A Wilwood Dynalite brake package (calipers and rotors) is used but notice the absence of a hub resulting from the use of spindle mounts. This gained another inch overall narrowing of tread width.

Ken took this dropped and narrowed axle and with the use of spindle mount wheels thereby deleted the hubs, yielding another inch narrower track width. The track width is now 3 inches narrower than the typical Deuce. The framerails, as part of his original modifications, are pinched while the aesthetics are retained but the narrower head-on appearance does give the car a more pleasing look, and when compared to a “stock” 1932 Ford highboy the difference is noteworthy.

The chassis is based on ASC framerails that Ken tinkered with by raising  the front subframe section (firewall forward) by 3 inches and the rear framerails section raised by 4 inches. From here the front suspension features a custom transverse leaf spring with reversed spring eyes and the perch bolt then runs through the now-custom I-beam axle holding the hairpins and provides an anchor point for the lower shock mounts. The front sway bar is more Thurm handywork, while stainless spindles are used, traditional tube shocks, all guided by a Unisteer system,  the steering column is another “from the workbench of Thurm.” The rear suspension, as mentioned earlier, is based around a Winters quick-change with Wilwood Dynalite calipers and rotors, RideTech shocks, and a Deuce Factory sway bar.

More mods to the frame included the shortening of the wheelbase. Yes, shortening! Typically Deuce hot rods enjoy the lengthening of the wheelbase at the hood region to allow more complex engine and accessory configurations. Ken figured out how to get this modern Coyote V-8 in there and still keep the stock firewall (although the heads stick out like an old Hemi, not all bad!). The wheelbase is now 103 inches, sporting the 3-inch shortening. This was accomplished by taking 1-1/2 inches from the forward frame cowl area and 1-1/2 inches from the rear.

The Aeromotive electric pump moves gas from the 2-1/2-gallon Moon tank into the 17-gallon tank inside the roadster. The AN fittings are -12. (Can you imagine someone watching Ken pump 15 gallons into a 2-1/2-gallon Moon tank!)

The chassis rests on Mickey Thompson 15/5-24 rubber in front while the rears are Toyo 305/70R18s. The rubber is mounted to spindle-mount Rebel Wheels in front measuring 15×4.5 and the rears are some of Mike Curtis’ handiwork measuring 10×18. Resting behind the bigs ’n’ littles combo are Wilwood Dynalite calipers and rotors, actuated through a CPP dual reservoir master cylinder and pressed into service via an under-cowl 90-degree master cylinder/pedal assembly from Kugel Komponents.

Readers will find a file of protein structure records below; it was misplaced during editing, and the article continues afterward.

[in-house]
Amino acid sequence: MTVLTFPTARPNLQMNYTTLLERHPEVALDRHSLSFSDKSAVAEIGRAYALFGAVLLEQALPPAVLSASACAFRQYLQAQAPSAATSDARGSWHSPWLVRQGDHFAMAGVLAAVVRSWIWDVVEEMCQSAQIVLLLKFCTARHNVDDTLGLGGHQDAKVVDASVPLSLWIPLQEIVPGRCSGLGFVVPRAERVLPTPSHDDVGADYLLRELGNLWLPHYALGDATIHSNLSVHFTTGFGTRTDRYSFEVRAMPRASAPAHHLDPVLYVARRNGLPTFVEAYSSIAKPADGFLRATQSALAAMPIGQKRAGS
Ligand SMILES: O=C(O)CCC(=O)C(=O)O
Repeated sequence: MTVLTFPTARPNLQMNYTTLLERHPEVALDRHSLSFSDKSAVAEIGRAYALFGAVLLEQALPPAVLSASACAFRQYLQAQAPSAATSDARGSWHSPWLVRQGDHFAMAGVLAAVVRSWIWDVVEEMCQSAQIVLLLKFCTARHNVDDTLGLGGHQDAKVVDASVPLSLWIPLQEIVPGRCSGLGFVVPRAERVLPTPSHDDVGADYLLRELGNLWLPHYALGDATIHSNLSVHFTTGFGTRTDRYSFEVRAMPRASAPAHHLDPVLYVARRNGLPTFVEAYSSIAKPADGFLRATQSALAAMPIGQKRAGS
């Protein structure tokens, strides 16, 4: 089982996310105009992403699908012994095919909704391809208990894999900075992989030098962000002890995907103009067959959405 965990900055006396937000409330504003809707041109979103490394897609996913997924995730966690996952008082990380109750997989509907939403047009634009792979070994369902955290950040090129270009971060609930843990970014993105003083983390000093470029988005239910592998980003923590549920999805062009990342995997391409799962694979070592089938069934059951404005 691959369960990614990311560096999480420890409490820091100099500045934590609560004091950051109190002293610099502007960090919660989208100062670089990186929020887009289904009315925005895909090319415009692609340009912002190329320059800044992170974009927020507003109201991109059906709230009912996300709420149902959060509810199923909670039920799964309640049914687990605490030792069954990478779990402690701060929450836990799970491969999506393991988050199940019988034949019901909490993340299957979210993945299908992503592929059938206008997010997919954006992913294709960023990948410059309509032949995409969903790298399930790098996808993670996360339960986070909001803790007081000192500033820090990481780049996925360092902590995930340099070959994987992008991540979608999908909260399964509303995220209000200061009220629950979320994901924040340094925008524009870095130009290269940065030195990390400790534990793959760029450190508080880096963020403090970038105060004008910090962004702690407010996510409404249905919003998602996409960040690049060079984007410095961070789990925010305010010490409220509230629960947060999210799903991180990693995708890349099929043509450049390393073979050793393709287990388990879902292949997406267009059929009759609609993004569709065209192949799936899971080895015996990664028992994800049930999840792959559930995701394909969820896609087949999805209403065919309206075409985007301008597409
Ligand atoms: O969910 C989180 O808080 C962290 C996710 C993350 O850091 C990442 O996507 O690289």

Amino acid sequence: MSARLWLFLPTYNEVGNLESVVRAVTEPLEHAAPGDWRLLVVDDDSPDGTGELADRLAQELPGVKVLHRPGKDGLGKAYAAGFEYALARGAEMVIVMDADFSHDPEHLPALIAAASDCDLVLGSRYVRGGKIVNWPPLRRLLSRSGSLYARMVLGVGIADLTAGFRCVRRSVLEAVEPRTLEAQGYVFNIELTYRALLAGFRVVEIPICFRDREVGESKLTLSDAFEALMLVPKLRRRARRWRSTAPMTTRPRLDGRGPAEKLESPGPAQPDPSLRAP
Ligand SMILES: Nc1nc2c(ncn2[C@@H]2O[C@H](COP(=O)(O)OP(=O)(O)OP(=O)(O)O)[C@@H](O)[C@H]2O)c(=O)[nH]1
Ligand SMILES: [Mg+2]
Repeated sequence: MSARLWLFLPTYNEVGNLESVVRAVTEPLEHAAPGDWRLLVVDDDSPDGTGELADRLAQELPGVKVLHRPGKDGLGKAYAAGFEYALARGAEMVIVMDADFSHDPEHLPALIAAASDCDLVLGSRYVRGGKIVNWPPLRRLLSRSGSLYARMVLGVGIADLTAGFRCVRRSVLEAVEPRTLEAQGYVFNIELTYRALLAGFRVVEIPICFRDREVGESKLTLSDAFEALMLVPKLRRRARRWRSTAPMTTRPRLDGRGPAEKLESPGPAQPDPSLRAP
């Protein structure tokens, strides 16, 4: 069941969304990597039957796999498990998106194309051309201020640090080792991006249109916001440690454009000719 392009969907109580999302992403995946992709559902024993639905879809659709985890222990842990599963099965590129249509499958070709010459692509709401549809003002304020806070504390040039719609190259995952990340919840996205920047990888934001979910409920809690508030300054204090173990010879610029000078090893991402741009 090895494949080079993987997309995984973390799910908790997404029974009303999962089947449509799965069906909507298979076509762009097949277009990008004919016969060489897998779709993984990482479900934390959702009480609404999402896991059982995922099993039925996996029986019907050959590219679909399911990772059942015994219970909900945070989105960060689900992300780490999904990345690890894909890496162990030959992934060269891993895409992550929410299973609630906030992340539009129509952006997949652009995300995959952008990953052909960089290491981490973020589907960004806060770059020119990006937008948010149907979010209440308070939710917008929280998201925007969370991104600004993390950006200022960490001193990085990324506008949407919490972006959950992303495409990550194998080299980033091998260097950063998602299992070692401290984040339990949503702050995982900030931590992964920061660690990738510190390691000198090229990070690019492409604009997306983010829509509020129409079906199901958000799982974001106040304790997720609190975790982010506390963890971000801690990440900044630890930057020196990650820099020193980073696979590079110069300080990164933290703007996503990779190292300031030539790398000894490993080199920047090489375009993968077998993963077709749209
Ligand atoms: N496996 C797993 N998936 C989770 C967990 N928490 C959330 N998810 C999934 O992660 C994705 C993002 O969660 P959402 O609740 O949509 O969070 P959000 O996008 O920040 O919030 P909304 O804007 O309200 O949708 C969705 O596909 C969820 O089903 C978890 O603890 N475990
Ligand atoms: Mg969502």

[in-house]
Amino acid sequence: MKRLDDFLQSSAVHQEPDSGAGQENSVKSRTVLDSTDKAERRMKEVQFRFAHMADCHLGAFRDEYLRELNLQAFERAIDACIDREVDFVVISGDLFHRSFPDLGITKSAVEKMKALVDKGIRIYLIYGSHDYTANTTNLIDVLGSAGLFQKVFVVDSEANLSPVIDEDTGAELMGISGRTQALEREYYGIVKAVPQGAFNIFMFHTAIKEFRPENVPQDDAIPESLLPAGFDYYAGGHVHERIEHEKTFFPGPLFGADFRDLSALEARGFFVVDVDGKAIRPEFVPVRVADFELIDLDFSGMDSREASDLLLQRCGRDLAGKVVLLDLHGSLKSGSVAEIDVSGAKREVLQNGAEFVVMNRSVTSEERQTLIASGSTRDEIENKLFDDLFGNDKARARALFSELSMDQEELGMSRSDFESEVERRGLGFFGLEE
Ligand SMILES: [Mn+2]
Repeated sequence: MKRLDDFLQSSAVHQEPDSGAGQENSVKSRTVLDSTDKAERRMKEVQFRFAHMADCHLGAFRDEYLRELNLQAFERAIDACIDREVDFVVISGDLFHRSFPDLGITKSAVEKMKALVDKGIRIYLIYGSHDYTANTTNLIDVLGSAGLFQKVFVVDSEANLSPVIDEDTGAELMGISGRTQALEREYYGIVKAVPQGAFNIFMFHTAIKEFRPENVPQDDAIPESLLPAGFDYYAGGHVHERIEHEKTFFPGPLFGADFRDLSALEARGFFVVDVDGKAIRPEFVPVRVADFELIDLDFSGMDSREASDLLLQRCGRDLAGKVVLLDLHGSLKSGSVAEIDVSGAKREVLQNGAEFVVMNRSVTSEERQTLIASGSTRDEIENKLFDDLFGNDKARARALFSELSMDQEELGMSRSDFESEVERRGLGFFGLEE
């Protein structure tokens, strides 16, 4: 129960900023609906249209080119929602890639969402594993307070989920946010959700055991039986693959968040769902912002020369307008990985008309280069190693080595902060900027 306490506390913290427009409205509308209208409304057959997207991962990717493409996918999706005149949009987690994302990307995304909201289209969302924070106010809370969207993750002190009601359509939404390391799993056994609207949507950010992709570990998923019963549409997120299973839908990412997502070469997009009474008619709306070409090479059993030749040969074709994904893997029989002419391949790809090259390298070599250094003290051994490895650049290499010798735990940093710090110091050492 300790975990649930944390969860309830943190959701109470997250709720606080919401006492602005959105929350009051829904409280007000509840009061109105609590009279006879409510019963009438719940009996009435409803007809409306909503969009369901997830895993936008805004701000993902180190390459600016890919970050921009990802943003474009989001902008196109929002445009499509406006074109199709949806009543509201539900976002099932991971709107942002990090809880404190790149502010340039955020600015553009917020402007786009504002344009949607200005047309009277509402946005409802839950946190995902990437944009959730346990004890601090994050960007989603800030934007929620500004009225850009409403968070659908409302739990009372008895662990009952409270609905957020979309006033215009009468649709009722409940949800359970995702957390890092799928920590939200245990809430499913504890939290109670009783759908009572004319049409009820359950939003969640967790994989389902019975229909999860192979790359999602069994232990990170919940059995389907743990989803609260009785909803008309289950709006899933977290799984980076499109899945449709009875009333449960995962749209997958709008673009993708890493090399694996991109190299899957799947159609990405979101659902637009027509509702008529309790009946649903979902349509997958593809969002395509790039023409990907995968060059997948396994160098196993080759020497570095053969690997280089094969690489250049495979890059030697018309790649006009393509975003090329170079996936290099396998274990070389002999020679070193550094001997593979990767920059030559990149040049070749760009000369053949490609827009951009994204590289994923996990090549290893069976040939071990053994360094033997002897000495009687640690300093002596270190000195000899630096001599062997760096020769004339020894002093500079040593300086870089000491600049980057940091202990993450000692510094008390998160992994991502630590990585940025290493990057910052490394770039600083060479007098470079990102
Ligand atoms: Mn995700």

Here a Bosch fuel pump and regulator controls the rate of flow of fuel from the main 17-gallon tank to the engine via -8 AN fittings/lines.

Now we come to the Brookville Roadster body. It too has undergone the keen eye and craftsman hands of Ken and fellow hot rodder Gavin Hughes. First off, with the shortening of the wheelbase, the hood was also shortened by an inch. But there is more. The rear wheelwells were raised  2 inches while the rear floor was  raised   by 4 inches. The trans and driveshaft tunnel is another handmade item. Gaze upon the hood and decklid and you will see a voluminous number of traditional louvers. The hood has five cascading rows totaling 51 louvers. There are 139 neatly assorted louvers arranged into seven rows with the middle row minus one louver to make room for the handle. From here you can see frenched 1939 Ford taillights, license plate light, and plate mounting area. (Sometime in the future, the 1932 Ford highboy roadster will be painted in Candy Apple Red.)

Yep, it’s a Moon tank but … there is an aluminum 17-gallon gas tank mounted behind the seat while the filling chores are handled by pouring gas into the Moon tank. Can you imagine the looks if someone watches Ken fill 15 gallons into a 2-gallon Moon tank!
An Auburn-style dash with an engine-turned gauge panel sets off the Stewart-Warner Wings gauges while the Stewart-Warner tack will be mounted to the steering column.

Inside the cockpit the future still holds the application of leather upholstery, but right now you can see the traditional Stewart-Warner Wings gauges and steering column–mounted tach. The dash panel itself is Auburn in style with an engine-turned inset that surrounds the five-pack of gauges. Although the wiring is a long way from completed you can see the makings of the electrics with the Centech fuse panel, an assortment of breakers, relays, battery-kill switch, AutoMeter GPS system, and a Blinkie turn-signal system. Look at the seat riser, another Thurm part, and you will see design holes cut into the base, but they do serve a function. There is a heater mounted under the seat base and within the riser air and the hot air is directed out through the holes to help keep the passengers toasty on those cold morning runs.

A lot is accomplished but there’s a lot more to go, which is the nature of a hot rod. It will take a bit longer, but when Ken wraps up his project you can rest assured that Modern Rodding will be on hand to shoot the final feature on this 1932 Ford highboy roadster. MR

Modern Rodding Magazine